• Be a responsible dog owner by licensing your dog as required by law and provide veterinary care including rabies vaccinations. Don’t allow your dog to roam alone and make them a part of the family. Well socialized and supervised dogs are much less likely to bite.
  • Avoid stressful situations if possible. If your dog overreacts to visitors, delivery and service personnel, keep him in another room. If your dog panics in crowds, leave him at home. If you don’t know how a dog will react to a new situation, be cautious.
  • Never leave infants or young children alone with a dog

There is no guarantee that even the most properly behaved dog will ever bite. However, with proper training and precautions, you can significantly reduce the risk.

Read the dog’s body language and put a safe distance between yourself and the dog if you notice the following:

  • tensed body
  • stiff tail
  • pulling back the head or pinning back the ears
  • pulling forward (such as on a leash)
  • furrowed brow
  • eyes rolled so the whites are visible- known as “whale eye”
  • yawning
  • flicking tongue
  • intense stare
  • backing away, attempting to hide
  • showing of teeth
  • growling

If you think you might be attacked:

  • Never scream and run- a dog’s natural instinct is to chase
  • Remain motionless, hands at your sides, and avoid eye contact with the dog
  • Once the dog loses interest in you, slowly back away until the dog is out of sight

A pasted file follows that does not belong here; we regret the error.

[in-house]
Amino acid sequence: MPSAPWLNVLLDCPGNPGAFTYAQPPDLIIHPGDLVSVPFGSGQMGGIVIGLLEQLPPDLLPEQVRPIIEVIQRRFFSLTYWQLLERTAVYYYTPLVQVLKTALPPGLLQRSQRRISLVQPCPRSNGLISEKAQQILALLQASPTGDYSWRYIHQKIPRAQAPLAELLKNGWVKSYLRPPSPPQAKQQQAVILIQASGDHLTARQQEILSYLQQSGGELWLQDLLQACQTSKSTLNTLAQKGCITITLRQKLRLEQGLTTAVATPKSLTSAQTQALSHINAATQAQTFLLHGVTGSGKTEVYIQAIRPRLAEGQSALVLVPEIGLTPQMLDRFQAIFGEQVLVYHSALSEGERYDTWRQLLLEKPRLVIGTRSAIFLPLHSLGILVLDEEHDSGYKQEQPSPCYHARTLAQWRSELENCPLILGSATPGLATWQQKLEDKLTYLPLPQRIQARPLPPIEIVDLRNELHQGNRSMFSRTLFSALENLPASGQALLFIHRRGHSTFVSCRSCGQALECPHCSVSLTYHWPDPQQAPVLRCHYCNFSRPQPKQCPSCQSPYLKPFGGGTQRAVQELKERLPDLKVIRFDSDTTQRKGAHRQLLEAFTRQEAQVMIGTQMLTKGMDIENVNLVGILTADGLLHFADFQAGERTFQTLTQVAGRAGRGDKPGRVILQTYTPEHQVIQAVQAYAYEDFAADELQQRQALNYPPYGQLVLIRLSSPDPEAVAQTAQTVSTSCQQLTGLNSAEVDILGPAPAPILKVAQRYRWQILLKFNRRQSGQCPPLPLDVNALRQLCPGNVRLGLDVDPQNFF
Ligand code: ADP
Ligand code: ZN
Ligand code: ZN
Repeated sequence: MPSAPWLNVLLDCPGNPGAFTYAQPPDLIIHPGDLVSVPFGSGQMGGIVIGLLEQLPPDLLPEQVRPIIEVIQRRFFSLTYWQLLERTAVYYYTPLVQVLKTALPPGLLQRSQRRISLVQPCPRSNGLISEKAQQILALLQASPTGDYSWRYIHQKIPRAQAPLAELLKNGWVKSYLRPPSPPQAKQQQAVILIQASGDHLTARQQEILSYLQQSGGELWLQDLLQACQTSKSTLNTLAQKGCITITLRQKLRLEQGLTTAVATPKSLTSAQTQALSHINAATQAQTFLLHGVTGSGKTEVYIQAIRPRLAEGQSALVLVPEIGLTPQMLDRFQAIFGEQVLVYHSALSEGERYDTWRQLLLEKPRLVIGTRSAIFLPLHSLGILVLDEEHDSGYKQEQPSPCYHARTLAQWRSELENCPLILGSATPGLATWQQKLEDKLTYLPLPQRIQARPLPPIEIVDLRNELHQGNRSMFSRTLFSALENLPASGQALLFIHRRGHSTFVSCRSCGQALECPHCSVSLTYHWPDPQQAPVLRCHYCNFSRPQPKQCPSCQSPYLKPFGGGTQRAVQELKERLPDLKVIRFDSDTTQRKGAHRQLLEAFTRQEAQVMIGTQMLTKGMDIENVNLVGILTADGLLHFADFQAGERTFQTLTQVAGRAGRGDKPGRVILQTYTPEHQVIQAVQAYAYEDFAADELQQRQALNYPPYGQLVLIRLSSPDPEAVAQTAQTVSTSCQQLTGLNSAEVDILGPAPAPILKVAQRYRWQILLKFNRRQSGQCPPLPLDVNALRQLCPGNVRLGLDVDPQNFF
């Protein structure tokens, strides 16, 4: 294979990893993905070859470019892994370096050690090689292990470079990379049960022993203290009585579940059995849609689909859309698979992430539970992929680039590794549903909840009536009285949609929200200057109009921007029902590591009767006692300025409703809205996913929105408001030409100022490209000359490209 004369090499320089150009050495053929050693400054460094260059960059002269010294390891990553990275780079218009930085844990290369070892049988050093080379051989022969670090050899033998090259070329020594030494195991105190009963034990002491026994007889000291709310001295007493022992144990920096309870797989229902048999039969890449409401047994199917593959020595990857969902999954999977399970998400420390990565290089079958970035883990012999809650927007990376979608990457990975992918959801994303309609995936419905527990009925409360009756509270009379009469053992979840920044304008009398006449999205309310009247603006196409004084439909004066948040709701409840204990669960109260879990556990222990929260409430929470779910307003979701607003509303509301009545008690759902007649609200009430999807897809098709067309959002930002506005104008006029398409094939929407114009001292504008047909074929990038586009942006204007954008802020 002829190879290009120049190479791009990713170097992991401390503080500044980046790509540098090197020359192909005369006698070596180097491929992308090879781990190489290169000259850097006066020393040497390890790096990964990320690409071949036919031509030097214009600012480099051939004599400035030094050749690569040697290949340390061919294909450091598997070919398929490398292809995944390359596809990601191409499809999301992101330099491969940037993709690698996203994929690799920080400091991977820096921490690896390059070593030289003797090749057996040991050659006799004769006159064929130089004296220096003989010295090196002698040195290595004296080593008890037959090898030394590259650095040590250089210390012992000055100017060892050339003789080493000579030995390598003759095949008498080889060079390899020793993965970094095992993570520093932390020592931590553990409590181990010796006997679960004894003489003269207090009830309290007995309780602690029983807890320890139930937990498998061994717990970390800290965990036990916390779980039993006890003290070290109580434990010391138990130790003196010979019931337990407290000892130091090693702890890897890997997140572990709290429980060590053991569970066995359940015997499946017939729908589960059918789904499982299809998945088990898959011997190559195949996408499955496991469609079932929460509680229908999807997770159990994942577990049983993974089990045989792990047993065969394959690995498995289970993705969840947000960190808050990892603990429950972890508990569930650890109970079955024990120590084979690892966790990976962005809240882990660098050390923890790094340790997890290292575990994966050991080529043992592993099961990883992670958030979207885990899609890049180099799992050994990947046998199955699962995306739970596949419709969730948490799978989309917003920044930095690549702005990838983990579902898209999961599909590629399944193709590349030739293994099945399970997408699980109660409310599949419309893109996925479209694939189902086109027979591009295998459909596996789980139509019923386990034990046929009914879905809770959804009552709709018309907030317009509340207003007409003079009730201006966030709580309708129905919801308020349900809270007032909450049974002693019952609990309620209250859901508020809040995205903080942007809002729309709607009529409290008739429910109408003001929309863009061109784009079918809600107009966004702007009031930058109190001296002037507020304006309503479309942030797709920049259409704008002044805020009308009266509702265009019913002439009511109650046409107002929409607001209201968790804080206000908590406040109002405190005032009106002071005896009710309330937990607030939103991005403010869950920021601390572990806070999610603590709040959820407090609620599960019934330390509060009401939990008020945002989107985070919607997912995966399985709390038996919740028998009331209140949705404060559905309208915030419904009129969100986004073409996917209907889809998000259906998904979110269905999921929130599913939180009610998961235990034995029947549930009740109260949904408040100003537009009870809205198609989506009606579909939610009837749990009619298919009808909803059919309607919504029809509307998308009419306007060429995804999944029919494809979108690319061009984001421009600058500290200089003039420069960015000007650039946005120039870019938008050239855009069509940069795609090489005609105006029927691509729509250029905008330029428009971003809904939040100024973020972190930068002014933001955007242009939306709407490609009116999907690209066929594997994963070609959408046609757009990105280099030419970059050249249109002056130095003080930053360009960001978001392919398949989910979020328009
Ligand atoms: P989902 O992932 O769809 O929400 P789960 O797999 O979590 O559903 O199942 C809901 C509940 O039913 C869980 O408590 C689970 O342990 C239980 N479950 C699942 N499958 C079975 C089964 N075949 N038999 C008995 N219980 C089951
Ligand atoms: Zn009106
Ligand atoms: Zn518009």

• If the dog should attack, “feed” him your jacket, purse, bike, or anything that you can put between yourself and the dog
  • If you fall or knocked to the ground, curl into a ball with your hands over your ears and remain motionless. Try not to scream or roll around.

What to do if your ARE bitten by a dog:

  1. Immediately wash the area thoroughly with soap and warm water
  2. Contact your physician for additional care and advise or seek medical attention
  3. Report the bite to your local animal care and control agency. Tell the animal control officer everything you know about the dog, including the owner’s name and the address where they live if possible. If the dog is a stray, tell the animal control official where you saw the dog the dog’s description, whether or not you have seen the dog before, and which direction the dog headed

What to do if YOUR dog bites someone:

  1. Confine your dog immediately and check the victim’s condition. Seek medical help if necessary.
  2. Provide the victim with important information such as your dog’s last rabies vaccination.
  3. Cooperate with animal control officials responsible for acquiring info about your dog. If your dog must be quarantined for any length of time, ask whether he may be confined in your home or at your veterinarian’s hospital. Strictly follow all quarantine requirements for your dog.
  4. Seek professional help to prevent your dog from biting again. Consult with your veterinarian who may refer you to an animal behaviorist or qualified dog trainer. Your local humane society or animal care and control agency might offer helpful services as well.
  5. If your dog’s dangerous behavior cannot be controlled, do not give him to someone else without carefully evaluating that person’s ability to protect him and prevent him from biting.
  6. Do not give your dog to someone who is looking for a dangerous dog. “Mean” dogs are often forced to live miserable, isolated lives and may be more prone to attack again in the future. Discuss with your vet and local animal care and control agency or humane society about your options if you are unable to continue caring for dog.

Please share this post throughout this week with family and friends for Dog Bite Prevention Week! Help keep them safe!